Economic recovery in Central and Eastern Europe PDF  | Print |  E-mail
Written by James Wilson   
Monday, 28 September 2009 05:56
Economic Recovery The speed and depth of economic recovery for the leading companies of Central and Eastern Europe was top of the agenda for the 19th Krynica Economic Forum held early last week.
The Forum drew participants from governments and businesses across Europe, with a strong focus on Poland and neighbouring Ukraine, Belarus and all of the countries of the EU’s new Eastern European Partnership Programme, which is seen as a major achievement of Swedish and Polish diplomacy.

The Forum is now firmly on the EU institutional calendar for those seeking to feel the pulse of this vibrant centre of Europe’s economy and develop their business network in the New Europe.

This year it attracted more than 2000 participants from 60 countries and was hailed by the organisers as a great achievement that bucked the negative impact of the economic crisis. This year there were strong delegations from Spain and Sweden, and the Forum hosted a visit from the first Polish President of the European Parliament Jerzy Buzek - a native of Katowice and long time supporter of the Forum.

Poland is the fastest growing economy in Europe in 2009, albeit with modest growth in GDP so far this year of 1.1 percent. But it stands at an important strategic crossroads between the developing markets of Belarus and Ukraine to the east and the western European markets, and with a resilient domestic market also in its own right. These factors together with access to a strong regional talent pool of labour, and stabilised prices for locally sourced raw materials and commodities combine to give Poland a competitive edge, which will assist the economy to benefit rapidly from any upswing in global demand.

Speaking at the closing plenary on September 11 the Vice President of the European Commission Gunter Verheugen said, “I believe that the fact that we have enlarged the EU has brought advantages both for the old Member States and the new Member States like Poland in handling the current economic crisis. This has helped us both to cope with the financial turmoil that we are continuing to experience.”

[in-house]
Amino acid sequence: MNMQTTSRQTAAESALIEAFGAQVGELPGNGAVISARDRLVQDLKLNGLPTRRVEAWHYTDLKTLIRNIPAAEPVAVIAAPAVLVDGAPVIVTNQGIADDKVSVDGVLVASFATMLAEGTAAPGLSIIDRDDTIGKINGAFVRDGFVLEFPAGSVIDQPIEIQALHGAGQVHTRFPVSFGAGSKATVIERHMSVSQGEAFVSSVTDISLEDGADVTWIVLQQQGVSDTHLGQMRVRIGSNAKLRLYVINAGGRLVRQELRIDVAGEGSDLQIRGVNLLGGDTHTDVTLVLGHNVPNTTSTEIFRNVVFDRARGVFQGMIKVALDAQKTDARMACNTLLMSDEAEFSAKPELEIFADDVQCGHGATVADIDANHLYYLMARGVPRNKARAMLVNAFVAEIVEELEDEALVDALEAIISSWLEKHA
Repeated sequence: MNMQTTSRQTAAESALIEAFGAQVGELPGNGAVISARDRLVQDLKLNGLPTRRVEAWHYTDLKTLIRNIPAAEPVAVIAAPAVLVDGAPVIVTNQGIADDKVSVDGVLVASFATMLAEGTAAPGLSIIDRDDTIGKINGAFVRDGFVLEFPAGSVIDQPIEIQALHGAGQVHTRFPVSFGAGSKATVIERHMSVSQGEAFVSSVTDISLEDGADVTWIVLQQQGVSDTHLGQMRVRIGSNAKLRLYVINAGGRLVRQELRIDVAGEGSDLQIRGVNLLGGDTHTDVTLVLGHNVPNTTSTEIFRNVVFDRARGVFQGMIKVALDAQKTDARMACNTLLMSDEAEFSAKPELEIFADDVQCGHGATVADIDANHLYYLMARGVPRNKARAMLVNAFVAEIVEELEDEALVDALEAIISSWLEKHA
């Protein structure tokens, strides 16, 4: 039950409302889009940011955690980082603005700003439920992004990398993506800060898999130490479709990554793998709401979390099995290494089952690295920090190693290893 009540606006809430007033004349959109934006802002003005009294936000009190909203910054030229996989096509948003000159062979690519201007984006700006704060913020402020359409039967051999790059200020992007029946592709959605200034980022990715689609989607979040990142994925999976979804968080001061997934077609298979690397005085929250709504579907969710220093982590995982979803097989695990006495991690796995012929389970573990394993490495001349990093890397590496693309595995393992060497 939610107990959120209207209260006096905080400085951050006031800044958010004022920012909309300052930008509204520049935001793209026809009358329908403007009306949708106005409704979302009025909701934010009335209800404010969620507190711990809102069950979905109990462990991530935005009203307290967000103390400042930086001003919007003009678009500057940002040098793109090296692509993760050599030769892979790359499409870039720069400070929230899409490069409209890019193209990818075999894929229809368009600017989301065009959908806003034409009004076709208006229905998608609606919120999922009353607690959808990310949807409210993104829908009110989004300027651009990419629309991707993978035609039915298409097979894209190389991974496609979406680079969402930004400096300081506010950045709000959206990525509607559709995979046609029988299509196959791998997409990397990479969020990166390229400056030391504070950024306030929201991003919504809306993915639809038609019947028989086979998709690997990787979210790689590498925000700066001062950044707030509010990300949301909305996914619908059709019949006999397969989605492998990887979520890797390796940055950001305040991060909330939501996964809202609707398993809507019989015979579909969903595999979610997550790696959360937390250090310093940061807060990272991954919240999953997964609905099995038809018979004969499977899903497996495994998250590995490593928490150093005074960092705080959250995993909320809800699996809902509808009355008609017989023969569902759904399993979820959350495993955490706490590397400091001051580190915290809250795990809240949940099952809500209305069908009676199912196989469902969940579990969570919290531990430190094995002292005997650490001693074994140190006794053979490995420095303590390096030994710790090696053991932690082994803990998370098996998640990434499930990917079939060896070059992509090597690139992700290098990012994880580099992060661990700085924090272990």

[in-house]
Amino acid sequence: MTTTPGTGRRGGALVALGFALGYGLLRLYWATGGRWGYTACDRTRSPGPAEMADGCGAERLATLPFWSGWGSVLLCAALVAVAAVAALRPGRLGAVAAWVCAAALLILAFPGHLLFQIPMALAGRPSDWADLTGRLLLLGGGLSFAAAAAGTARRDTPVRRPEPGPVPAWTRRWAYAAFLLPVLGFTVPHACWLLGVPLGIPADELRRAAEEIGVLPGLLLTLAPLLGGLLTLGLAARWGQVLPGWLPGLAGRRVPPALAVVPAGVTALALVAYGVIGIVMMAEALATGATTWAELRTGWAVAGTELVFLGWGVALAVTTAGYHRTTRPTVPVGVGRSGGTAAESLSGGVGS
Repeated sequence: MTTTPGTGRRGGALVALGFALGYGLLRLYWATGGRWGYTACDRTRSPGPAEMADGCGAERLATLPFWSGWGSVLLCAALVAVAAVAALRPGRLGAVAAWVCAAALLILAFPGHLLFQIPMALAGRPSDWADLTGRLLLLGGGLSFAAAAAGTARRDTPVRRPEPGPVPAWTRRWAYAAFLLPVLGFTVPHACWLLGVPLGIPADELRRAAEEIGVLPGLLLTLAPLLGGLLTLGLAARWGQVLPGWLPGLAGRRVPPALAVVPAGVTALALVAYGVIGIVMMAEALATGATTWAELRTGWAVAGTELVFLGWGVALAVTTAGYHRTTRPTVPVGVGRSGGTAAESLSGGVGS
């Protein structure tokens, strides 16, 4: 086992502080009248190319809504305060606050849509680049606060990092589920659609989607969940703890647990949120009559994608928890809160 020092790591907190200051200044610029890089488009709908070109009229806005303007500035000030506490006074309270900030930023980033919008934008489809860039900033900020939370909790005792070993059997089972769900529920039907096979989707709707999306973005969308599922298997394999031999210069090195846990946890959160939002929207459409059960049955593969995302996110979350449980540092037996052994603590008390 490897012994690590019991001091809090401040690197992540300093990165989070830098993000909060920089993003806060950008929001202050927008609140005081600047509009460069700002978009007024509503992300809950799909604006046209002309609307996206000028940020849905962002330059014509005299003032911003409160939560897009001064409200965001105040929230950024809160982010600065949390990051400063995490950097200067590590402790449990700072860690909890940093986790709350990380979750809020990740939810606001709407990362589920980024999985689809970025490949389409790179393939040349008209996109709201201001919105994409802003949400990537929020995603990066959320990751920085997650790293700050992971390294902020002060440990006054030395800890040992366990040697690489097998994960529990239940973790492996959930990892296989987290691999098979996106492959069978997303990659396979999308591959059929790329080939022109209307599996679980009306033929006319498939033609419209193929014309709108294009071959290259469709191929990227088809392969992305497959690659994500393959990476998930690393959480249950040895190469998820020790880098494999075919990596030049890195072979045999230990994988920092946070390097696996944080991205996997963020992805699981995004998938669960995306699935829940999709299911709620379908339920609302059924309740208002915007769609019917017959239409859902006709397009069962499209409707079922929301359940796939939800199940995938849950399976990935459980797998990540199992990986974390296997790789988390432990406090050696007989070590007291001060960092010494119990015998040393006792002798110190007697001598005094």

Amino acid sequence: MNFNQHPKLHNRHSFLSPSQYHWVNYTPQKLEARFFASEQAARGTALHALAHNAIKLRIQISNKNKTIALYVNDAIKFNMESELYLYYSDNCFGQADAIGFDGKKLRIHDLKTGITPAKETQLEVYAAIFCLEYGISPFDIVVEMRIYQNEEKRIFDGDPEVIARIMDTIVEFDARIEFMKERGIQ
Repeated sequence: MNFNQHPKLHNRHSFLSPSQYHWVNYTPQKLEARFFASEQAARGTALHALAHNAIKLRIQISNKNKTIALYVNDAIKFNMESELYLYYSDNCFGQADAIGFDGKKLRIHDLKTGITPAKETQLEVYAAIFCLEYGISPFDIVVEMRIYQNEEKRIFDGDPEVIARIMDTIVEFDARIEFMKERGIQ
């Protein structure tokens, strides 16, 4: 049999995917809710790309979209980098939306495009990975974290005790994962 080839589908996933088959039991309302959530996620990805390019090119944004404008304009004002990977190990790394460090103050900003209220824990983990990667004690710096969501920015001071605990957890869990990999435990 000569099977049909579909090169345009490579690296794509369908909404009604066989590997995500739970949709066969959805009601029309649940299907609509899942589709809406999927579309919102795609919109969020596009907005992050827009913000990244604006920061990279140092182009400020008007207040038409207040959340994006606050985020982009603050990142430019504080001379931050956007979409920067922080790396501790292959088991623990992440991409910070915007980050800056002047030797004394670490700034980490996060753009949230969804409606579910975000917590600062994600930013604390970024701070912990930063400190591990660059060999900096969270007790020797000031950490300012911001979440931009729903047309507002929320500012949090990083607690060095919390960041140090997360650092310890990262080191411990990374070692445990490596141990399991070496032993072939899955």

“The economy is no longer in free fall,” he went on to say. “We are seeing some stabilisation now, and some of the EU’s new Member States with sound macro-economic policies like the Czech Republic, Slovakia and Poland are in better shape. Poland has done well, and is now a driver for growth in the EU. This shows that Poland became stronger after joining the EU, and this fact is both good for the country and good for the EU.”

Chairman of the National Bank of Ukraine Petro Poroshenko was also cautiously optimistic, “September 11 lat year  marked the date for Ukraine when the media started to talk about economic crisis,” he said.”The effectiveness of the global anti-crisis measures means that one year on, we can now start to see some light at the end of the tunnel, but there is still a long haul ahead.”

Poroshenko appealed to Vice-President Verheugen for European solidarity. “We overcame the calls for protectionism in Ukraine, and this has helped to prevent a deeper downturn,” he said.”But we need to get out of this crisis together, and it is crucially important that we complete our work on the negotiations for a EU-Ukraine Free Trade Agreement, and also liberalise the EU visa regime for Ukraine.”

Commissioner Verheugen voiced full support of EU visa liberalisation for Ukraine. “Ukraine belongs to us,” he said, “It is in the EU’s interest to help Ukraine to come closer to the levels of stability that we enjoy in the EU. We need to have a deepening of relations with Ukraine. The lifting of visa requirements would have pragmatic benefits to business, but would also have a tremendously important psychological effect. I fully support it.”

The Forum closed on an upbeat note, with Czech Minister of Finance Marek Morat predicting that the G20 in Pittsburgh would see a collective endorsement from the political classes that economic recovery was now starting. “The politicians are keen to give a positive stimulus to public consciousness,” he said. You heard it first from the Krynica Economic Forum.

James Wilson is the founding Director of the Brussels based EU Business Council
Last Updated on Monday, 28 September 2009 06:03